Making his debut in the very first Batman comic book, the rivalry between the Joker and the Dark Knight spans more than 75 years and, as you can imagine, there have been quite a few memorable stories written over that time. But with such a rich history to choose from and so many different artists interpretations of the character, how can someone who’s just getting into comics ever hope to hone in on the defining story arcs that have given rise to one of the greatest (if not the greatest) villains of all time? That’s where we come in. Collected here are 13 of the most momentous and highly acclaimed stories featuring the Clown Prince of Crime. So read on and maybe you’ll get a feel for which take on the Joker you think should be considered the definitive version.
13. The Joker’s Five-Way Revenge (Batman #251, 1973)
After the ’60s Batman TV series ended its run, both the Dark Knight and the Joker’s reputation were in serious need of repair to help remind audiences that they weren’t all about simplistic youth-aimed moral lessons like eating your vegetables and doing your homework. In this story featured in Batman #251 (1973), Denny O’Neil and Neal Adams deliberately tried to avoid the campy antics that had become synonymous with the Joker since the debut of the Adam West TV show.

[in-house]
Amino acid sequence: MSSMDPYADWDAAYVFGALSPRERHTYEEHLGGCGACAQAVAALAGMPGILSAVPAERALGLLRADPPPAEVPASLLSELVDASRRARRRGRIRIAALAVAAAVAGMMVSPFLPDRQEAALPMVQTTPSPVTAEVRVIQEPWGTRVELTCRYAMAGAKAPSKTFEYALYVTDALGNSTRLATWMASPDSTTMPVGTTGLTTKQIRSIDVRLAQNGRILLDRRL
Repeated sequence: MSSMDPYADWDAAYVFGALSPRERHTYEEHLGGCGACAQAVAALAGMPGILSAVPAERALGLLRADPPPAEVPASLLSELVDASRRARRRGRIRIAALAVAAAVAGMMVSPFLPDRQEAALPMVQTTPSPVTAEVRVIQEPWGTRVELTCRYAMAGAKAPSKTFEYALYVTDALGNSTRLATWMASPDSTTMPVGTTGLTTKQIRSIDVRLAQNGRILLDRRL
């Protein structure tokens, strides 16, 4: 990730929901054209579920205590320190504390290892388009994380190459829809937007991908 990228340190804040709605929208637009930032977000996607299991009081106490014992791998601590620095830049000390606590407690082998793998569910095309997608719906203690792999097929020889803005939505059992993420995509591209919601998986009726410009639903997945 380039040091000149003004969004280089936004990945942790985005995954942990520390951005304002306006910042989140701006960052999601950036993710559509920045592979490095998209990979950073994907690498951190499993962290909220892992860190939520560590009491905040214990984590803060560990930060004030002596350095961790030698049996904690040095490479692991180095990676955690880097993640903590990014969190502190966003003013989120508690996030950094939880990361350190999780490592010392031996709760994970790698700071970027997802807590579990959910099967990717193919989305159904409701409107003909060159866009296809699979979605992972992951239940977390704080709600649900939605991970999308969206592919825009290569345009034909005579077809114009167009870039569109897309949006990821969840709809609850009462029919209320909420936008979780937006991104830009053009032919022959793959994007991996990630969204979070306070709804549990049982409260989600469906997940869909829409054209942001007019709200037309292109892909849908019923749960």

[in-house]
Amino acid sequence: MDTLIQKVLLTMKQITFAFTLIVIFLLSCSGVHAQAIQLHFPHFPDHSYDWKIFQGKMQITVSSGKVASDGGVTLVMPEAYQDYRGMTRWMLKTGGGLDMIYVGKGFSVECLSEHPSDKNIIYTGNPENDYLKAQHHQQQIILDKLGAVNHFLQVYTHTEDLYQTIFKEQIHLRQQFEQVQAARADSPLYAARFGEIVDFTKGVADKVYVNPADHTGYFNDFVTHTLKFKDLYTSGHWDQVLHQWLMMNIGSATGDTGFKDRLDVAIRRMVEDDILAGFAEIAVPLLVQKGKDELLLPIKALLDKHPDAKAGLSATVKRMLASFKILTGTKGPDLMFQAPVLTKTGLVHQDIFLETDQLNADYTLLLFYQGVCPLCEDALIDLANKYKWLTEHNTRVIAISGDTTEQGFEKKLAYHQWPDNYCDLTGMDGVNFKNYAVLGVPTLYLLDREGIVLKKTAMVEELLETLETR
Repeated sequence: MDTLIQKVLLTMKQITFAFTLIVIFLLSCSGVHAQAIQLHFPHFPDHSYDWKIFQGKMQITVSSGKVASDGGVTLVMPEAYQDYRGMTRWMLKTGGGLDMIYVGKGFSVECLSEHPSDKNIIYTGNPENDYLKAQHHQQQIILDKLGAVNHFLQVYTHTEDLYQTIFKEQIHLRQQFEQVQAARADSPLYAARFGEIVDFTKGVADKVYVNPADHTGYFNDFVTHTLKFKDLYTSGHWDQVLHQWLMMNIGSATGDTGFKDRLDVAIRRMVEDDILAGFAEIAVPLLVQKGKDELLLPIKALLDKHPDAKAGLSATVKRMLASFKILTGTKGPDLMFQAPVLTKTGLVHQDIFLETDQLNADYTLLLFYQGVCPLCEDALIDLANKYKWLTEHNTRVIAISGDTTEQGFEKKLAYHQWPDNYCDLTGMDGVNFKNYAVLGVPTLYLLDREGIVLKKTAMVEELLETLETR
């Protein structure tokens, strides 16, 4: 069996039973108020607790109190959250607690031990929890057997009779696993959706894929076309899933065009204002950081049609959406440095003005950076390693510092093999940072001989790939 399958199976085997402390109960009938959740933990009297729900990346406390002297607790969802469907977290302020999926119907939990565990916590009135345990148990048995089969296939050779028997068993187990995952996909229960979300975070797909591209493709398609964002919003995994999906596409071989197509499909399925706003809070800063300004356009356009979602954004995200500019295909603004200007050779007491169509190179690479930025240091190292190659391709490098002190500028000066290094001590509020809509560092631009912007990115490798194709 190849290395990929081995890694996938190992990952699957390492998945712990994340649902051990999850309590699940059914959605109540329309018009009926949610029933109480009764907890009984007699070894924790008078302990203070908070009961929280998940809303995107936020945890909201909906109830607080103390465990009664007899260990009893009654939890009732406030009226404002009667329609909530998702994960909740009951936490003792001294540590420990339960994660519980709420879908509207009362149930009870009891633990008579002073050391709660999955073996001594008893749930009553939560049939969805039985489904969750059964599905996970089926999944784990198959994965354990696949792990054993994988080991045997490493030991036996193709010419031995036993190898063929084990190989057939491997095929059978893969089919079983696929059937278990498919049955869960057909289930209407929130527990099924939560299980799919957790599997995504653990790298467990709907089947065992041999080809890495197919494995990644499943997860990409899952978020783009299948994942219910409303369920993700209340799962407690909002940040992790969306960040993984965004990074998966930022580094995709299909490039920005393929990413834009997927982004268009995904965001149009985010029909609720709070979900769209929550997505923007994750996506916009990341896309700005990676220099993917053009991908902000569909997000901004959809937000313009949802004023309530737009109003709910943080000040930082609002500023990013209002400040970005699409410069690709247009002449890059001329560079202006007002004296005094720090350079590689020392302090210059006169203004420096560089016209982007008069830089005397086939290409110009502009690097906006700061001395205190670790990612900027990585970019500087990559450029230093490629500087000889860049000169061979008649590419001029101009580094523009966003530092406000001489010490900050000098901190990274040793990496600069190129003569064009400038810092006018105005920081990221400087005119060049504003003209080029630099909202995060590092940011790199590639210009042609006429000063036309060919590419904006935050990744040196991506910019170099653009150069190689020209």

The story centers around the Joker taking violent and twisted revenge on five former gang members that betrayed him, prompting Batman to take action to protect a group of people he would normally be trying to put behind bars. From the opening page it re-establishes the Joker as an unsettling and murderous psychopath who has a blatant disregard for the lives of others—including his own allies. It was also seminal because it established a trend whereby the Joker appeared far less frequently in comics, thus making his character far more impactful. The conclusion of the story also holds a lot of weight because it showed the Joker actually getting the best of Batman in battle; however, since he was well aware that the Dark Knight was in a severely weakened state, he refused to deliver the killing blow—demonstrating one of the first instances that the two characters’ existences are dependent on one another.